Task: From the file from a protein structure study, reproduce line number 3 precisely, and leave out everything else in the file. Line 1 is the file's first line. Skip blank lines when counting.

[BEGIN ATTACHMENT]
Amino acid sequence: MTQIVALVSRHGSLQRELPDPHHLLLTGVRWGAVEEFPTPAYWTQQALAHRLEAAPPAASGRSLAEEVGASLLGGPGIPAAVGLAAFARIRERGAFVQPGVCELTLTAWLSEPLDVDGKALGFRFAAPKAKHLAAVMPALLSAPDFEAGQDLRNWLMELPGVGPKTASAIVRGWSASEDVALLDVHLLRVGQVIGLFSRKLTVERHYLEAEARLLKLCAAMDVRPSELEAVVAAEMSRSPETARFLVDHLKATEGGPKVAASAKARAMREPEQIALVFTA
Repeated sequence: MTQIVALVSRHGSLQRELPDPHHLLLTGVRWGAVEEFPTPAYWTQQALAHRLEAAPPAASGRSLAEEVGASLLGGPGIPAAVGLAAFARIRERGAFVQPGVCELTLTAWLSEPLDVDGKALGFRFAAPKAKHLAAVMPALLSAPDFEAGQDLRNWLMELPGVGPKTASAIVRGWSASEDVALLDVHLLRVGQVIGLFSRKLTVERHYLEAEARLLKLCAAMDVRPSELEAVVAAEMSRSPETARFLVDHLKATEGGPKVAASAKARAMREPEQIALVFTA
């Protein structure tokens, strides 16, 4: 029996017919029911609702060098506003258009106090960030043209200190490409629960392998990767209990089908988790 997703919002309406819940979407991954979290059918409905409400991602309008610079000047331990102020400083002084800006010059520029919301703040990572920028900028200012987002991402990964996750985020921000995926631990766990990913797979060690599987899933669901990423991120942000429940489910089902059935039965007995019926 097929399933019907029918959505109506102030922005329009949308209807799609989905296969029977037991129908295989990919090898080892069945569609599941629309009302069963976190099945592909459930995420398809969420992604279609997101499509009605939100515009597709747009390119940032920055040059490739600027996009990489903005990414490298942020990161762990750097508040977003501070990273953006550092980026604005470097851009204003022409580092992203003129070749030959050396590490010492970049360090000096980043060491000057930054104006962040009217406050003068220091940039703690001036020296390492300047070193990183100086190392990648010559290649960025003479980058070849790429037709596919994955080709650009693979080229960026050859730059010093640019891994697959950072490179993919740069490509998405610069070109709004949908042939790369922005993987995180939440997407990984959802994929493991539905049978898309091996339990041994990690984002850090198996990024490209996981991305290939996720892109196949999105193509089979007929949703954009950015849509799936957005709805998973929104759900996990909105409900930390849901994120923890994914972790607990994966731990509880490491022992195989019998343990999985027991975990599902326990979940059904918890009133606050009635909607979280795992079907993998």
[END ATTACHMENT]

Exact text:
């Protein structure tokens, strides 16, 4: 029996017919029911609702060098506003258009106090960030043209200190490409629960392998990767209990089908988790 997703919002309406819940979407991954979290059918409905409400991602309008610079000047331990102020400083002084800006010059520029919301703040990572920028900028200012987002991402990964996750985020921000995926631990766990990913797979060690599987899933669901990423991120942000429940489910089902059935039965007995019926 097929399933019907029918959505109506102030922005329009949308209807799609989905296969029977037991129908295989990919090898080892069945569609599941629309009302069963976190099945592909459930995420398809969420992604279609997101499509009605939100515009597709747009390119940032920055040059490739600027996009990489903005990414490298942020990161762990750097508040977003501070990273953006550092980026604005470097851009204003022409580092992203003129070749030959050396590490010492970049360090000096980043060491000057930054104006962040009217406050003068220091940039703690001036020296390492300047070193990183100086190392990648010559290649960025003479980058070849790429037709596919994955080709650009693979080229960026050859730059010093640019891994697959950072490179993919740069490509998405610069070109709004949908042939790369922005993987995180939440997407990984959802994929493991539905049978898309091996339990041994990690984002850090198996990024490209996981991305290939996720892109196949999105193509089979007929949703954009950015849509799936957005709805998973929104759900996990909105409900930390849901994120923890994914972790607990994966731990509880490491022992195989019998343990999985027991975990599902326990979940059904918890009133606050009635909607979280795992079907993998």